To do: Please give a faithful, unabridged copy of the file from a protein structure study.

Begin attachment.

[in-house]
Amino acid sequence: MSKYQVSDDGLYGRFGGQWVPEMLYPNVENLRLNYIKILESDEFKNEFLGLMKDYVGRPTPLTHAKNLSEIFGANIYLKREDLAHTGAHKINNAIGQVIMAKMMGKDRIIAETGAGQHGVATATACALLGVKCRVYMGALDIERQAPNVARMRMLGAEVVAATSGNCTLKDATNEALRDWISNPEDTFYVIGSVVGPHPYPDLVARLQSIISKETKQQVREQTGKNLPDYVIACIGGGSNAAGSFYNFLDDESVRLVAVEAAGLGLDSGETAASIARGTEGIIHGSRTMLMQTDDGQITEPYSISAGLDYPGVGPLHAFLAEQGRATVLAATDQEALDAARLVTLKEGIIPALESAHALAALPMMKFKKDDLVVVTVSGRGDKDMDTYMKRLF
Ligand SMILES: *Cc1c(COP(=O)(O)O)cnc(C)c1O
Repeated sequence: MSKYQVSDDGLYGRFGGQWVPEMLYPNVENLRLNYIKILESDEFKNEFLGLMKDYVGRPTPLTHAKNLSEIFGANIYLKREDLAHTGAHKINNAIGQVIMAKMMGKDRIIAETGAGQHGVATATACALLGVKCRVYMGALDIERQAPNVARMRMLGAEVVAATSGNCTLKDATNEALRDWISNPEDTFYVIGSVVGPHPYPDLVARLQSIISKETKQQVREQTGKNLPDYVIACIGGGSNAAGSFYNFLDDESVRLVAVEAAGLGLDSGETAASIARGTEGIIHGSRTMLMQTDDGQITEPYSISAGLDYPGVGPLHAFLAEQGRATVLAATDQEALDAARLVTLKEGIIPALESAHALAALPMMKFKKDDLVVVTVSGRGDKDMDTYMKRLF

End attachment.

[in-house]
Amino acid sequence: MSKYQVSDDGLYGRFGGQWVPEMLYPNVENLRLNYIKILESDEFKNEFLGLMKDYVGRPTPLTHAKNLSEIFGANIYLKREDLAHTGAHKINNAIGQVIMAKMMGKDRIIAETGAGQHGVATATACALLGVKCRVYMGALDIERQAPNVARMRMLGAEVVAATSGNCTLKDATNEALRDWISNPEDTFYVIGSVVGPHPYPDLVARLQSIISKETKQQVREQTGKNLPDYVIACIGGGSNAAGSFYNFLDDESVRLVAVEAAGLGLDSGETAASIARGTEGIIHGSRTMLMQTDDGQITEPYSISAGLDYPGVGPLHAFLAEQGRATVLAATDQEALDAARLVTLKEGIIPALESAHALAALPMMKFKKDDLVVVTVSGRGDKDMDTYMKRLF
Ligand SMILES: *Cc1c(COP(=O)(O)O)cnc(C)c1O
Repeated sequence: MSKYQVSDDGLYGRFGGQWVPEMLYPNVENLRLNYIKILESDEFKNEFLGLMKDYVGRPTPLTHAKNLSEIFGANIYLKREDLAHTGAHKINNAIGQVIMAKMMGKDRIIAETGAGQHGVATATACALLGVKCRVYMGALDIERQAPNVARMRMLGAEVVAATSGNCTLKDATNEALRDWISNPEDTFYVIGSVVGPHPYPDLVARLQSIISKETKQQVREQTGKNLPDYVIACIGGGSNAAGSFYNFLDDESVRLVAVEAAGLGLDSGETAASIARGTEGIIHGSRTMLMQTDDGQITEPYSISAGLDYPGVGPLHAFLAEQGRATVLAATDQEALDAARLVTLKEGIIPALESAHALAALPMMKFKKDDLVVVTVSGRGDKDMDTYMKRLF